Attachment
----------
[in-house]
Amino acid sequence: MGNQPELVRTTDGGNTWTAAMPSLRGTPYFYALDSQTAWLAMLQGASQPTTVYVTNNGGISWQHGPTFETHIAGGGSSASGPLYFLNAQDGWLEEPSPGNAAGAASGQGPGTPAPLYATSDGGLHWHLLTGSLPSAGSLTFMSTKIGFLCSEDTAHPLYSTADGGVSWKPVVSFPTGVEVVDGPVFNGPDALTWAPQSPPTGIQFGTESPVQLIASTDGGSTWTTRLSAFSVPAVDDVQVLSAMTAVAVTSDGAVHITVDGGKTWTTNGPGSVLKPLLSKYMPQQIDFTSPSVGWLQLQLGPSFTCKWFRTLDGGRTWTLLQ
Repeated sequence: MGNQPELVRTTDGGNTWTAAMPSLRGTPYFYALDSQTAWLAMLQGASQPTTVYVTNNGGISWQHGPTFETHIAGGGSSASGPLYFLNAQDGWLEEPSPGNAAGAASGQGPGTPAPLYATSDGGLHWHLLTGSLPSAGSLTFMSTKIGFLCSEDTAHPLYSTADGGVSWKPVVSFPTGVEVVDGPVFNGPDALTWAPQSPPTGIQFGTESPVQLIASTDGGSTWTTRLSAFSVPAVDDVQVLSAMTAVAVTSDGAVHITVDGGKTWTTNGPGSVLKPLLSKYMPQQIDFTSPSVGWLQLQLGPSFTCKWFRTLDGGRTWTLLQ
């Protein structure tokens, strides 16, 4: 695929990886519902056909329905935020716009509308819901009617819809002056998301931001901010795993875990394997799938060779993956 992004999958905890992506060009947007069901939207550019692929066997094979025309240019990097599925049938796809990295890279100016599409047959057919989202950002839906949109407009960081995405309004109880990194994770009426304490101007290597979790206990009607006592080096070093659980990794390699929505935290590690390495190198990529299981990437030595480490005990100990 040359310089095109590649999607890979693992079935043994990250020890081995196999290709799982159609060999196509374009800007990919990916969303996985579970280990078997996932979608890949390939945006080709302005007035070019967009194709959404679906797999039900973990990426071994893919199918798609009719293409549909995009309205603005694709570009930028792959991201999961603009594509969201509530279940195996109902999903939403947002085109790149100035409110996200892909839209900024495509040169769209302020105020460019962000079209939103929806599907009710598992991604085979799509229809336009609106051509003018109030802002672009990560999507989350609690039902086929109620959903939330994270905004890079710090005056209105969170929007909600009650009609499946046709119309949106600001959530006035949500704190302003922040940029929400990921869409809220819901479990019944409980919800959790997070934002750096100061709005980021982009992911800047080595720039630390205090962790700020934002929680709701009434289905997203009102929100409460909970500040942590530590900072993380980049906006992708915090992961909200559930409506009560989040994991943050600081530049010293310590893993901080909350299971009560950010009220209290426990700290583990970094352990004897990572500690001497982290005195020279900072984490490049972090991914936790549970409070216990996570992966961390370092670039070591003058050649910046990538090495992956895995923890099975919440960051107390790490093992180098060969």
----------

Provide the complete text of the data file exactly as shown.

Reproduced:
[in-house]
Amino acid sequence: MGNQPELVRTTDGGNTWTAAMPSLRGTPYFYALDSQTAWLAMLQGASQPTTVYVTNNGGISWQHGPTFETHIAGGGSSASGPLYFLNAQDGWLEEPSPGNAAGAASGQGPGTPAPLYATSDGGLHWHLLTGSLPSAGSLTFMSTKIGFLCSEDTAHPLYSTADGGVSWKPVVSFPTGVEVVDGPVFNGPDALTWAPQSPPTGIQFGTESPVQLIASTDGGSTWTTRLSAFSVPAVDDVQVLSAMTAVAVTSDGAVHITVDGGKTWTTNGPGSVLKPLLSKYMPQQIDFTSPSVGWLQLQLGPSFTCKWFRTLDGGRTWTLLQ
Repeated sequence: MGNQPELVRTTDGGNTWTAAMPSLRGTPYFYALDSQTAWLAMLQGASQPTTVYVTNNGGISWQHGPTFETHIAGGGSSASGPLYFLNAQDGWLEEPSPGNAAGAASGQGPGTPAPLYATSDGGLHWHLLTGSLPSAGSLTFMSTKIGFLCSEDTAHPLYSTADGGVSWKPVVSFPTGVEVVDGPVFNGPDALTWAPQSPPTGIQFGTESPVQLIASTDGGSTWTTRLSAFSVPAVDDVQVLSAMTAVAVTSDGAVHITVDGGKTWTTNGPGSVLKPLLSKYMPQQIDFTSPSVGWLQLQLGPSFTCKWFRTLDGGRTWTLLQ
């Protein structure tokens, strides 16, 4: 695929990886519902056909329905935020716009509308819901009617819809002056998301931001901010795993875990394997799938060779993956 992004999958905890992506060009947007069901939207550019692929066997094979025309240019990097599925049938796809990295890279100016599409047959057919989202950002839906949109407009960081995405309004109880990194994770009426304490101007290597979790206990009607006592080096070093659980990794390699929505935290590690390495190198990529299981990437030595480490005990100990 040359310089095109590649999607890979693992079935043994990250020890081995196999290709799982159609060999196509374009800007990919990916969303996985579970280990078997996932979608890949390939945006080709302005007035070019967009194709959404679906797999039900973990990426071994893919199918798609009719293409549909995009309205603005694709570009930028792959991201999961603009594509969201509530279940195996109902999903939403947002085109790149100035409110996200892909839209900024495509040169769209302020105020460019962000079209939103929806599907009710598992991604085979799509229809336009609106051509003018109030802002672009990560999507989350609690039902086929109620959903939330994270905004890079710090005056209105969170929007909600009650009609499946046709119309949106600001959530006035949500704190302003922040940029929400990921869409809220819901479990019944409980919800959790997070934002750096100061709005980021982009992911800047080595720039630390205090962790700020934002929680709701009434289905997203009102929100409460909970500040942590530590900072993380980049906006992708915090992961909200559930409506009560989040994991943050600081530049010293310590893993901080909350299971009560950010009220209290426990700290583990970094352990004897990572500690001497982290005195020279900072984490490049972090991914936790549970409070216990996570992966961390370092670039070591003058050649910046990538090495992956895995923890099975919440960051107390790490093992180098060969």